12. Trash

In some apartment complexes, tenants are required to pay a monthly fee to cover trash collection or a trash valet service. Trash collection services often require you to carry your trash to a specific dropoff point or to a nearby dumpster. Trash valet services, however, may include trash pickup and placement outside of your door.

For traditional trash collection services in standard apartments, fees often range anywhere from $5 to $15 a month. For a trash valet service, expect to pay anywhere from $25 to $50 monthly.

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Are bills included in rent?

With some apartments as well as homes, various bills may be included in the rent. Before signing a lease, it is imperative to review your leasing agreement to determine which expenses are included with your rental costs.

One of the most appealing advantages of renting is that some utilities and/or bills are included with the cost of the rent. Cable services, internet services, and even water and trash may all be included with your rental costs. This can at least make it seem that your expenses when renting an apartment appear to be less than they would otherwise be.

Some apartment complexes offer all-inclusive rentals. An all-inclusive rental not only covers the cost of renting, but often additional utilities such as water and trash collection. For a bit more in price and to avoid having to keep track of bills yourself, you can also seek out rental property companies that also include cable television, internet, and electricity in your monthly rent.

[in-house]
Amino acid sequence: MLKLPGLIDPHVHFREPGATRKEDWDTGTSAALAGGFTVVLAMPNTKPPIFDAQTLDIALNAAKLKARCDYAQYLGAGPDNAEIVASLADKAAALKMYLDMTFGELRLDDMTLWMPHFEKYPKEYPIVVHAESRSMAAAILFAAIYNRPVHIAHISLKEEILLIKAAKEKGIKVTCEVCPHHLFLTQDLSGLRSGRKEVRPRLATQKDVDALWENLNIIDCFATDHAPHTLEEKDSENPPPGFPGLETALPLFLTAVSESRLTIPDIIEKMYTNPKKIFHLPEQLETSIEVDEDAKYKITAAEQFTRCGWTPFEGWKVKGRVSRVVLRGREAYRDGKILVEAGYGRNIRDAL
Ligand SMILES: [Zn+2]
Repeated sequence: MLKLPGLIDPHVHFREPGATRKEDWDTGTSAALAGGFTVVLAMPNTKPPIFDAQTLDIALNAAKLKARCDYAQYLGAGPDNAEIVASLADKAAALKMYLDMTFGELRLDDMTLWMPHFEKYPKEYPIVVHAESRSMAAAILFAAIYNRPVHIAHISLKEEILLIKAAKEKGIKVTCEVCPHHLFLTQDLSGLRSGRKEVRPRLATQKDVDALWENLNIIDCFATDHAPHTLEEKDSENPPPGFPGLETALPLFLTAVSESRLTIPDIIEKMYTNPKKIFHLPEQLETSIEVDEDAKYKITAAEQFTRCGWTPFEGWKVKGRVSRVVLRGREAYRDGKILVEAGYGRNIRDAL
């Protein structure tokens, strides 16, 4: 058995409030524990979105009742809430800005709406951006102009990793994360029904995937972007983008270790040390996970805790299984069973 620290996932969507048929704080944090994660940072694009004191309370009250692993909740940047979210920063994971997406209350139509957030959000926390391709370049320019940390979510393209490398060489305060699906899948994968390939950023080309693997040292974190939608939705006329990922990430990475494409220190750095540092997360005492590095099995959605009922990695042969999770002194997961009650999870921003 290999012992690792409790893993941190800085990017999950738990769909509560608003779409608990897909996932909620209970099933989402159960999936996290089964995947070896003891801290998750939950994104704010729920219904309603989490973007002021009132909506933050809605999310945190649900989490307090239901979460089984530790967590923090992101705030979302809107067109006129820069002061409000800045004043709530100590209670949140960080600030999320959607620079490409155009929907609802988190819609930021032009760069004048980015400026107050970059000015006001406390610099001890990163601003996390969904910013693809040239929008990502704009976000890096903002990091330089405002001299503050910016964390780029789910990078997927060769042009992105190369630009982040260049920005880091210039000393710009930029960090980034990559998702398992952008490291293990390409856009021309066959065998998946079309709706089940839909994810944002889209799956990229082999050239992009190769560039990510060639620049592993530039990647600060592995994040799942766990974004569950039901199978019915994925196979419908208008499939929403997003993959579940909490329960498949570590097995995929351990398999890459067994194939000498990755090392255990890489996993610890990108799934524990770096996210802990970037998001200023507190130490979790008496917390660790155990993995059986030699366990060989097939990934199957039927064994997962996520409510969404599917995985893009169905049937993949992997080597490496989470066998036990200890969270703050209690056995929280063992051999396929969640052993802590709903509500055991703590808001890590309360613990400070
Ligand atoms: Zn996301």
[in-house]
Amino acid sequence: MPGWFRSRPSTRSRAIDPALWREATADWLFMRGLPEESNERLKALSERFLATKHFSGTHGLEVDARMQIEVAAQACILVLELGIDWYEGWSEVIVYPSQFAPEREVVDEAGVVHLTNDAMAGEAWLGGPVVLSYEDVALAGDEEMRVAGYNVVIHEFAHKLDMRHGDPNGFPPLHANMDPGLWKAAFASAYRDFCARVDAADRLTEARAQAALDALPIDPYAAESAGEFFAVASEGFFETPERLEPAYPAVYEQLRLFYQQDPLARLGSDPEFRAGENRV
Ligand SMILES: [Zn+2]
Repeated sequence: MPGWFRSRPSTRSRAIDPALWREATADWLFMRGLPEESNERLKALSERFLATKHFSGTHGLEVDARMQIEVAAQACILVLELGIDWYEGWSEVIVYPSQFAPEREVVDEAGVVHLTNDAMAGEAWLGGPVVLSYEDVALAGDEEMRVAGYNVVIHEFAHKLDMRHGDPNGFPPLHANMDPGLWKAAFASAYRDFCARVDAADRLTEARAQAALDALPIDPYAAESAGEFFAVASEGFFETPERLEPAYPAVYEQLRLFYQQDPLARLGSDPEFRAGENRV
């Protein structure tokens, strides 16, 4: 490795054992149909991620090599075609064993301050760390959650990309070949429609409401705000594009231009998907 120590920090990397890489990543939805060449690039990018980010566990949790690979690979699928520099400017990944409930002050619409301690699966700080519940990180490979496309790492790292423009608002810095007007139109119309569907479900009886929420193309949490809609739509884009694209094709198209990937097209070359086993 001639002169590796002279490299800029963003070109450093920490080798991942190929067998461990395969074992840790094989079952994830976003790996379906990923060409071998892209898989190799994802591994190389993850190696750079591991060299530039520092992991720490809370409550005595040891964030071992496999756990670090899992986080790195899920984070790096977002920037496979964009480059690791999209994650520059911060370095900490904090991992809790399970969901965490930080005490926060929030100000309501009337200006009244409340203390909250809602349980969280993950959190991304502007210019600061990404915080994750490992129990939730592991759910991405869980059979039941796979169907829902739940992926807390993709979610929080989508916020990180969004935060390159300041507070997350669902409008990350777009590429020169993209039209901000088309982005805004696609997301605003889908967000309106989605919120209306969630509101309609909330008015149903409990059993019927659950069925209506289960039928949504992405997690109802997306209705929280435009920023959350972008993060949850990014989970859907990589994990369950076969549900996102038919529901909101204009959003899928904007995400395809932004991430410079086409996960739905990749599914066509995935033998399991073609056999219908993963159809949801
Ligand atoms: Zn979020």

woman closing a carton box

What bills do you pay when renting an apartment?

When paying for an apartment, you will be required to pay your rent along with any required fees or monthly utilities you use. If water and trash are not included in your leasing agreement, you will be required to pay them separately from your rent.

Rental bills will vary from location and type of property, which is why it is important to conduct research prior to moving into a new area or neighborhood that is unfamiliar to you. In some areas, the cost of water may be significantly more costly than in others. Spend time researching the average cost of utilities such as electricity, water, gas, and even trash to find the best possible rate.

Additionally, you will also be required to pay for electric and/or gas, cable, internet, and any other services you use. If you are looking for a rental property that covers the cost of various utilities and/or amenities you are interested in, it is best to seek out an all-inclusive rental to help with condensing and lowering your bills when renting.

Who pays for the water in a rental property?

With a rental property, water may be covered by the landlord or by the tenant. In many cases, with a rental apartment, water is covered by the landlord or the apartment complex itself. When renting a home, a landlord may require that all tenants cover their own water bills, especially in single-family homes.